To make this story complete, Peter Hopkirk has followed the road taken by the vast quantities of colorful wall paintings, gorgeous sculptures, precious manuscripts and other artifacts from the Silk Road. In fact, they are scattered among many different museums worldwide. Hedin’s collection has found a place in the Ethnographical Museum of Stockholm, while Pelliot’s artifacts are exhibited at the Guimet Museum in Paris. Stein’s treasures were generally split between the National Museum in Delhi and the British Museum in London. The German collection gathered by von Le Coq got its own museum in Berlin, unfortunately heavily bombed by the allied during WW2 destroying the biggest fresco’s that had been cemented in its walls. Smaller frescos, other artifacts and manuscripts could luckily be saved and are now part of the largest and most imaginative display at the Dahlem Museum in Berlin. On the third place comes the Japanese collection that originally was kept at Count Otani’s villa, but was later partially sold. A selection of the treasure ended up in Seoul, packed in the storerooms of the National Museum. Another part travelled to Manchuria from where it was probably removed by the Russians in 1955 when they handed this land back to China. Some pieces, however, are on display at the Tokyo National Museum. Finally and as a matter of course, The Hermitage in St Petersburg has its own display of the Silk Road treasures spread over eight rooms.  

It is amazing how much information has been gathered in this relatively small book, for the story is not complete yet. There is a special chapter dedicated to the early discoveries of manuscripts written in previously unknown languages and found accidentally by local treasure hunters. These documents among which fifty-one birch-bark leaves made their way to Calcutta and were found to be written in Sanskrit using the Brahmi alphabet in the 5th century. This made it one of the oldest written works to survive anywhere. A vivid interest from western scholars set a machinery in motion to find more of such manuscripts. There was money to be made and local forgers discovered that they could get away with their loads of faked manuscripts, even inventing unknown characters. To increase their production they didn’t refrain from using block printing. Some orientalists accepted these documents as originals, but Stein was one of the skeptics and he got to the bottom of the story, exposing the mastermind. A good deed that was not fully accepted by those who strongly believed they would be the first to decipher this new “unknown” language. Yet, all the news was not bad, for eventually the long-lost language of Khotanese was discovered.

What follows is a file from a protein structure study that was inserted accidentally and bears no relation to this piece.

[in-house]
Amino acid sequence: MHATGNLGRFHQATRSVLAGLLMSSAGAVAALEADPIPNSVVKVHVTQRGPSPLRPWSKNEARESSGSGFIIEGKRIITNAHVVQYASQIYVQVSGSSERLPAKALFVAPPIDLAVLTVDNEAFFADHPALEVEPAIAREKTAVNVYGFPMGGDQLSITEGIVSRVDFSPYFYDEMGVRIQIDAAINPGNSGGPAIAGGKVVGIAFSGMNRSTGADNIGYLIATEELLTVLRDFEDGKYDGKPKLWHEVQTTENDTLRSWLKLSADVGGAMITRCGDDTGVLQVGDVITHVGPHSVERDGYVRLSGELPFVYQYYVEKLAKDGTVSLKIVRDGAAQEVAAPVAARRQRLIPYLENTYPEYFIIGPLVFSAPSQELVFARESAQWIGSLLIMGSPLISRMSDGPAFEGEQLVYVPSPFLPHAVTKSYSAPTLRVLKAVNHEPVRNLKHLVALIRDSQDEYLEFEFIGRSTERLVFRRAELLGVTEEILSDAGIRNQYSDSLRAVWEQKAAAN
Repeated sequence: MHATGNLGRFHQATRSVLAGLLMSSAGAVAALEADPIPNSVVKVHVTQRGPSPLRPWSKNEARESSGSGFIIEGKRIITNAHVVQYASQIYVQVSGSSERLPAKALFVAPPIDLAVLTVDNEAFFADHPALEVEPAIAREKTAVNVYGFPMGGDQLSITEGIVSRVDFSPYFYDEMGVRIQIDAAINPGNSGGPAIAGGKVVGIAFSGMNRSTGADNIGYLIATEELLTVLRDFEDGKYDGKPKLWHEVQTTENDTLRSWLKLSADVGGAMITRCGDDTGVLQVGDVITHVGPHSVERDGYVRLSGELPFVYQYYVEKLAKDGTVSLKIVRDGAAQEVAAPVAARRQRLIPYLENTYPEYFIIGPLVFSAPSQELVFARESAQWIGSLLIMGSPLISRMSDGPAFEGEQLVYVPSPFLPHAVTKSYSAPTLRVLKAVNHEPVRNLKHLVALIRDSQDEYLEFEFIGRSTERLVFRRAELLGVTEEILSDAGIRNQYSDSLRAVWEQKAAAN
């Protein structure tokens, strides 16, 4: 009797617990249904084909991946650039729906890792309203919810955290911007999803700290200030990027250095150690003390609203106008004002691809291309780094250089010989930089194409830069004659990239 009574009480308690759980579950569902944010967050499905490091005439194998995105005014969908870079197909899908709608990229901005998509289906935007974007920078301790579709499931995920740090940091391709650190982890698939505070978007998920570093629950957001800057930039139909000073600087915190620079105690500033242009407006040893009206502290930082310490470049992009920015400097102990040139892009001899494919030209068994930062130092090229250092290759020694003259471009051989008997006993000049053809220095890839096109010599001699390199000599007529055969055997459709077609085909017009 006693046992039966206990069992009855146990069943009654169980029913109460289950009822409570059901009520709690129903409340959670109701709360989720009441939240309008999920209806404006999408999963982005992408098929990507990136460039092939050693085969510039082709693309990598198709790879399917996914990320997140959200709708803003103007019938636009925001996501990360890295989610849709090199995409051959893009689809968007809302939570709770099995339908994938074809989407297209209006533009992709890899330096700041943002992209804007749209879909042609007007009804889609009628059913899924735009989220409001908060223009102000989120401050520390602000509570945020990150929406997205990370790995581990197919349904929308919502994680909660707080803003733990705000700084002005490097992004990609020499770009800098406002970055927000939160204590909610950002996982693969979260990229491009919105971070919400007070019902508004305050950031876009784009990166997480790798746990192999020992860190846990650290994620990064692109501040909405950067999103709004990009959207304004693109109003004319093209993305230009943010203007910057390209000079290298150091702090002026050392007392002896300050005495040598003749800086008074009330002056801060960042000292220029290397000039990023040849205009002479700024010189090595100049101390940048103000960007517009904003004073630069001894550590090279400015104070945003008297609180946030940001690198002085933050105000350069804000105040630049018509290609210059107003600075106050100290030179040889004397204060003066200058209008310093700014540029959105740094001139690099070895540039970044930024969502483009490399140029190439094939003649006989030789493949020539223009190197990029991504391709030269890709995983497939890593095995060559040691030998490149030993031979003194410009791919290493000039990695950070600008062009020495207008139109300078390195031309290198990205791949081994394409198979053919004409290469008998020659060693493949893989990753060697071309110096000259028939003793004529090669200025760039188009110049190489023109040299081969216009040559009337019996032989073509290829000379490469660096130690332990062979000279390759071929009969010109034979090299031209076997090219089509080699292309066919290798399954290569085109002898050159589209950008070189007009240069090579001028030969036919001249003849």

Today the manuscripts from the Silk Road are divided between the British Library (Chinese, Sogdian, Uighur and Tangut works) and the India Office in London (Tibetan, Sanskrit and Khotanese). The thirteen thousand Chinese manuscripts and books are now neatly stored on the shelves of the British Library, an honorary place I would say.

After reading about this history of the Silk Road, the Taklamakan Desert and Central Asia, in general, it is hard not to be interested in digging any further. It certainly has sharpened my interest!

Saturday, February 2, 2013

From Thutmosis III to Alexander III

History, as it is generally taught in our schooling system, is a mere succession of names and dates, of kings and battlefields, of peace treaties and foreign invasions. It usually starts with rough sketches of prehistoric times, to be soon followed by the Sumerians, Babylonians, Egyptians, Greeks, and Romans, till after the separation of east and west we soon get to the Middle Ages. In these dull lessons, each civilization was compartmented, one making place for the next. This misconception, unfortunately, is one that we carry along for the rest of our life. How wrong this is!